Professor’s Research Shares Benefits, Dangers
By Christine Gillette
Teaching college courses via handheld mobile devices offers students convenience but can also leave them feeling the effects of information overload, according to research by a UMass Lowell professor.
“If you look at mobile phones and smartphones, they are becoming very pervasive among students,” says Prof. Luvai Motiwalla, chairman of the College of Management’s Operations and Information Systems Department. “Today’s generation of students use mobile phones all the time and they are a good way to reach them.”
While he believes higher education should focus more effort on developing ways to use mobile devices for instruction, Motiwalla also knows, based on his research, that students can also feel overwhelmed if they are getting too much information at once.
Motiwalla recently shared the results of his research at the Microlearning 5.0 International Conference in Innsbruck, Austria, which brought together academics and other experts on mobile learning from around the world. Motiwalla was the only speaker from an American institution. It was organized by Research Studios Austria and Research Studio MicroLearning and Information Environments at the University of Innsbruck, both of which develop mobile learning applications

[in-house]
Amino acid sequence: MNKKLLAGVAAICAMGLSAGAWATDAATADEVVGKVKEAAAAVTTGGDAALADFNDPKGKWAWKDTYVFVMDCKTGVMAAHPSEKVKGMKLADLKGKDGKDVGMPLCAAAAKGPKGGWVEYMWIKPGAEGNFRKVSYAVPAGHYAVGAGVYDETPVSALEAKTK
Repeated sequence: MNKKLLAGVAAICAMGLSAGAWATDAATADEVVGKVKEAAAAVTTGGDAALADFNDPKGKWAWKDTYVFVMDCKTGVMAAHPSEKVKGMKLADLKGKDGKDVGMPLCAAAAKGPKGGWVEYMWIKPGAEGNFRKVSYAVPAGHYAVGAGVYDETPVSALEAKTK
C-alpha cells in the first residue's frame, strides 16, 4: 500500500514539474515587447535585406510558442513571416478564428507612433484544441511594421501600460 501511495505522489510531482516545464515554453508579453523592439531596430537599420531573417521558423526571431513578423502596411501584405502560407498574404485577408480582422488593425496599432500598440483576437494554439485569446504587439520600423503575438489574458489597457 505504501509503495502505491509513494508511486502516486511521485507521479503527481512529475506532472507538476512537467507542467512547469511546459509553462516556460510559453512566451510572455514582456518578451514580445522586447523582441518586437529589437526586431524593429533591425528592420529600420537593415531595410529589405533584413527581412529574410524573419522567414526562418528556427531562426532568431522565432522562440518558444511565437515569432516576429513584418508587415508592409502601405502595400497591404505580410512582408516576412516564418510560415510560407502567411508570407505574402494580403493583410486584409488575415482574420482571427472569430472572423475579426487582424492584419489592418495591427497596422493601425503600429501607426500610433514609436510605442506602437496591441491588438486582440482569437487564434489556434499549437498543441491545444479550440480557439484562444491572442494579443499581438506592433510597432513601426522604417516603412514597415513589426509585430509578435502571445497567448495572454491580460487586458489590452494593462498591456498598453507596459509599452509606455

To conduct the research, Motiwalla developed a framework through which students could evaluate the educational aspects of a variety of mobile learning options that allowed them to participate in discussions in chat environments, instant-message assignments and group projects, submit homework and take exams.
UMass Lowell undergraduate and graduate students participated in the project, using smartphones in the classroom and completing surveys. They weighed in on how they felt about using the mobile devices to learn, rather than their opinions on how the application functioned from a technical standpoint, says Motiwalla.
Motiwalla evaluated the results based on how the students felt the various applications worked for them and their learning styles, as well as how applications might be combined to be more effective.
His major findings from the research were:
- The educational approach of most existing e-learning systems can be adapted to the requirements of a mobile system.
- The amount of information delivered at one time is critical to the success of mobile learning, as well as the style and timeliness of content delivery.
- Mobile learning should complement other learning platforms, not replace them.
The research also found that students thought the mobile interfaces were generally easy to use and enhanced understanding of the subject being taught, as well as offering greater accessibility to fellow students and faculty members. Some applications also received good marks for ease of sharing files, posting links and other course materials.